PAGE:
conducted by Michiel Tent on 17 April 2021
Dr James Stevens has been a private practicing neurologist and specialist in sleep disorders medicine at the Fort Wayne Neurological Center for 32 years. He completed his 2-year term as president during the 2021 virtual edition of the AAN annual meeting, where he was succeeded by Dr Orly Avitzur, MD, MBA, FAAN, who holds office in Tarrytown and Carmel, New York. On the meeting’s first day, Dr Stevens discussed organising this meeting and shared some personal highlights with Medicom.
How has the AAN 2021 meeting been faring thus far?
“Fantastic! It has exceeded our expectations. When we first realised that our meeting needed to be totally virtual due to the pandemic, we expected about 7,000 attendees. But even before the meeting started, we already exceeded 12,000 registrations. The technology involved is cutting edge; reactions have been overwhelmingly positive.”
The downsides of a virtual meeting are obvious. What are the upsides?
“The scientific and educational content is still of the highest quality. You can attend at your convenience and at you leisure, without paying for a flight, hotel room, and restaurants. Anyone who misses a session of his interest, can go to the rewind section to access scientific and educational content until 1 month after the meeting.
Still, nothing can truly replace the face-to-face interaction with others. But we try to do our best by offering a very creative networking area at our meeting. There you can connect with people from all over the world who have a common interest in your area of research or study, or whom you can contact about specific subjects such as leadership, or making your way through your training, for example.”
Which presentations would you specifically like to draw attention to?
“Anyone who is new to the meeting and wants an excellent overview of the latest in science and in our knowledge, should focus on the plenary sessions [as this conference report primarily does]. For example, a hot topics plenary session deals with the COVID-19 pandemic, with updates for neurologists by Dr Anthony Fauci, Director of the National Institute of Allergy and Infectious Diseases and Chief Medical Advisor to the US President, and by Dr Walter Koroshetz, Director of the National Institute of Neurological Disorders and Stroke.”
As a specialist in sleep disorders medicine, what is the most exciting news at the meeting?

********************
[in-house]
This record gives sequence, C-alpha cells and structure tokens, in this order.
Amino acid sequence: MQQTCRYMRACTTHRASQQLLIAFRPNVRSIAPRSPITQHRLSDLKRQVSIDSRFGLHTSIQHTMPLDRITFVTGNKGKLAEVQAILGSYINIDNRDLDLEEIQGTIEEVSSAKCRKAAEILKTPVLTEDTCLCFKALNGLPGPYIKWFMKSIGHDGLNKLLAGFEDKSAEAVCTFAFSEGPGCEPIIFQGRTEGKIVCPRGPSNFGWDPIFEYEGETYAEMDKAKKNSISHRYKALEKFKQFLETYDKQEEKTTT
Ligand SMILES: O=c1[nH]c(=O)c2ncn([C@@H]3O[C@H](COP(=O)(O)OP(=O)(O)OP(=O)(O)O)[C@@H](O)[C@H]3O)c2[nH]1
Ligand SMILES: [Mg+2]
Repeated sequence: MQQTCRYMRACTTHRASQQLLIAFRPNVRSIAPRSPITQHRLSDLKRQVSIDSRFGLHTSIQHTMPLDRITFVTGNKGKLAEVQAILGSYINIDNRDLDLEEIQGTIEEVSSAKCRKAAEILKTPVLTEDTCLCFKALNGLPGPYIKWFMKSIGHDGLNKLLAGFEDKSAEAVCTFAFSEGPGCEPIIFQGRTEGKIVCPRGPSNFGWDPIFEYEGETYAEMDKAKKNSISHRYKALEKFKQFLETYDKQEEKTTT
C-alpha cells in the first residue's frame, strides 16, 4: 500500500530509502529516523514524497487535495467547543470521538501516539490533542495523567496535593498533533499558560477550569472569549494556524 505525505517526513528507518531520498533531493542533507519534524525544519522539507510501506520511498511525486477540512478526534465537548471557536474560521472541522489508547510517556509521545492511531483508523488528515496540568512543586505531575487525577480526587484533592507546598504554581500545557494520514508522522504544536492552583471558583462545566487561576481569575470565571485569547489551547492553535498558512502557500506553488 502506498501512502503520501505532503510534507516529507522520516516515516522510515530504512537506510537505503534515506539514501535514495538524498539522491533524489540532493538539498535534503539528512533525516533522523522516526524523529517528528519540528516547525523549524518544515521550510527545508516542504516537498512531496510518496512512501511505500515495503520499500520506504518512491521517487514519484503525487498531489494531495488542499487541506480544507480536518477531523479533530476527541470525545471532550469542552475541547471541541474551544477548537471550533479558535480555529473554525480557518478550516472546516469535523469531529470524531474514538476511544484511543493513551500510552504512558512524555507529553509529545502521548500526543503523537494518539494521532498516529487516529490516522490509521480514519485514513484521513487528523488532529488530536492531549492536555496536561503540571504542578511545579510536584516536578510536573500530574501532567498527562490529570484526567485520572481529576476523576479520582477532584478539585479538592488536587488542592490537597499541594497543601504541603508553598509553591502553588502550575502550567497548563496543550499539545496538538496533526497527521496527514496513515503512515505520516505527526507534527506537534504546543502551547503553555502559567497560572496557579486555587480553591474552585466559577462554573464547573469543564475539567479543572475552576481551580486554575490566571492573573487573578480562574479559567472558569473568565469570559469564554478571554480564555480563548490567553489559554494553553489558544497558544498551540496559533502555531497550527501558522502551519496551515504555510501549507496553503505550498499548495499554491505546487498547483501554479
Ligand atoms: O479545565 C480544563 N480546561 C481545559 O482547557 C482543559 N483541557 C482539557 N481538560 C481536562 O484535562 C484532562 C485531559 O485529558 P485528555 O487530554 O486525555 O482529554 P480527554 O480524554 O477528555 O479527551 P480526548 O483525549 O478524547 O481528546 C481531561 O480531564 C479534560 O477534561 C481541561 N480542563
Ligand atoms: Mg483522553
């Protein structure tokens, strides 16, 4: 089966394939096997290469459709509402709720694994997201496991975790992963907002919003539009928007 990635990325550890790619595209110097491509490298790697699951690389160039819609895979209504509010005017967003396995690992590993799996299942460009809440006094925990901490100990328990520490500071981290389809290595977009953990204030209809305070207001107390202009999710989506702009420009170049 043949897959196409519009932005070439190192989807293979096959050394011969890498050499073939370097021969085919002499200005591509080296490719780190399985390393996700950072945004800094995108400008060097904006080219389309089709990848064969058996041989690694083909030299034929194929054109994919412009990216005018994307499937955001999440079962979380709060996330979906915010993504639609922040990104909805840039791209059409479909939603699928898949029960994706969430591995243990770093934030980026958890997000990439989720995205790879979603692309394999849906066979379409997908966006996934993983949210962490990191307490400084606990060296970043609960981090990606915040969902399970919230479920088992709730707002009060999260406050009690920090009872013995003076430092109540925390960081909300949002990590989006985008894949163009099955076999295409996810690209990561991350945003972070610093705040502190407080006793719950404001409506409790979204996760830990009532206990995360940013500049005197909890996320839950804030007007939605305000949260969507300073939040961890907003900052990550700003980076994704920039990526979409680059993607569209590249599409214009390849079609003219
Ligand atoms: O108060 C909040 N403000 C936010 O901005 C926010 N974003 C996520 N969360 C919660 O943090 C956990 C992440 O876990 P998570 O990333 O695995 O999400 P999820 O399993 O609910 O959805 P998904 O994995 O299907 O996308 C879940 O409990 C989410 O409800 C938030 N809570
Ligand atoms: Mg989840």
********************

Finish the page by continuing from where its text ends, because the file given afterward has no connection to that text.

“There are exciting advances and new therapeutics in the treatment of patients with narcolepsy. There are also advances in the area of sleep apnoea, among others. Furthermore, we are learning about the overall importance of sleep, which affects our health, well-being, and longevity. So, a lot of information comes out of this meeting concerning sleep, which is critically important for the medical community as a whole.”
Do you think the pandemic will forever change the way meetings like the AAN 2021 are organised?
“Without a doubt. From now on, meetings like ours are likely to always provide the opportunity to attend virtually as well as in person. This offers the advantage of having a tremendous reach across the globe, and to enable access for people who are unable to make all the necessary travel arrangements.”
What have been the biggest challenges of your presidency?
“When I started my term 2 years ago, we had a retreat with a futurist. He helped us envision scenarios for the future, from the very optimistic, down to the abject disaster. But we did not foresee anything like the disastrous pandemic we have seen. Neurological practices had to close; as neurologists we had to pivot to delivering virtual healthcare. Medical education changed dramatically, turning from hands-on instructions to e-learning. Still, the AAN set records for membership and member satisfaction; and financially we are healthy.”
Your term as president of the AAN draws to a close. How do you look back on it and what message would you have to your successor?
“I am grateful for the opportunity to have led the AAN through these challenging, unprecedented times. What I would say to my successor Dr Orly Avitzur, who is very capable and accomplished, is that there are always solutions – no matter how challenging and difficult things look. It is through persistence and determination that she will find these solutions. The talented AAN staff and the neurologic community are more than willing to help and find them. As AAN president, she will ‘knock it out of the park’.”
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